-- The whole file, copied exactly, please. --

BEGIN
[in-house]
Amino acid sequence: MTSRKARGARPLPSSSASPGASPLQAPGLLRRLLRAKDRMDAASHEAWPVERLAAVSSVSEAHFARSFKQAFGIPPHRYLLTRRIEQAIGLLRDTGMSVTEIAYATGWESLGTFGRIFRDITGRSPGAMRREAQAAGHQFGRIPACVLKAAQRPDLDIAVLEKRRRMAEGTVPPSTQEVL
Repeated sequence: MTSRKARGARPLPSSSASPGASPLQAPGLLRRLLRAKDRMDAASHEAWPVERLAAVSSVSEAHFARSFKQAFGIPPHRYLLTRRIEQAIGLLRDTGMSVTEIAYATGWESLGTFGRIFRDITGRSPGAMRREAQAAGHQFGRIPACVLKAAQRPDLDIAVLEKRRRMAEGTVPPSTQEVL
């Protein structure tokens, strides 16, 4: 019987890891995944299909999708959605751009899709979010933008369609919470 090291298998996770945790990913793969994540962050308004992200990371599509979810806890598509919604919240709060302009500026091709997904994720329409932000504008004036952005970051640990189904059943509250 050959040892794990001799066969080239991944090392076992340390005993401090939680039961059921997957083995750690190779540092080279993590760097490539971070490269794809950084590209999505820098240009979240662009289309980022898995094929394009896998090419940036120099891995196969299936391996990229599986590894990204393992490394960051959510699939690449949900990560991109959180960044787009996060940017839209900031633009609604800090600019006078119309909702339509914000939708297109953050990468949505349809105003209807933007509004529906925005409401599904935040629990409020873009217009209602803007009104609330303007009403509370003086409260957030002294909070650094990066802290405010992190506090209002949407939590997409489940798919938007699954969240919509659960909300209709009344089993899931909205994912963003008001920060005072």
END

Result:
[in-house]
Amino acid sequence: MTSRKARGARPLPSSSASPGASPLQAPGLLRRLLRAKDRMDAASHEAWPVERLAAVSSVSEAHFARSFKQAFGIPPHRYLLTRRIEQAIGLLRDTGMSVTEIAYATGWESLGTFGRIFRDITGRSPGAMRREAQAAGHQFGRIPACVLKAAQRPDLDIAVLEKRRRMAEGTVPPSTQEVL
Repeated sequence: MTSRKARGARPLPSSSASPGASPLQAPGLLRRLLRAKDRMDAASHEAWPVERLAAVSSVSEAHFARSFKQAFGIPPHRYLLTRRIEQAIGLLRDTGMSVTEIAYATGWESLGTFGRIFRDITGRSPGAMRREAQAAGHQFGRIPACVLKAAQRPDLDIAVLEKRRRMAEGTVPPSTQEVL
């Protein structure tokens, strides 16, 4: 019987890891995944299909999708959605751009899709979010933008369609919470 090291298998996770945790990913793969994540962050308004992200990371599509979810806890598509919604919240709060302009500026091709997904994720329409932000504008004036952005970051640990189904059943509250 050959040892794990001799066969080239991944090392076992340390005993401090939680039961059921997957083995750690190779540092080279993590760097490539971070490269794809950084590209999505820098240009979240662009289309980022898995094929394009896998090419940036120099891995196969299936391996990229599986590894990204393992490394960051959510699939690449949900990560991109959180960044787009996060940017839209900031633009609604800090600019006078119309909702339509914000939708297109953050990468949505349809105003209807933007509004529906925005409401599904935040629990409020873009217009209602803007009104609330303007009403509370003086409260957030002294909070650094990066802290405010992190506090209002949407939590997409489940798919938007699954969240919509659960909300209709009344089993899931909205994912963003008001920060005072």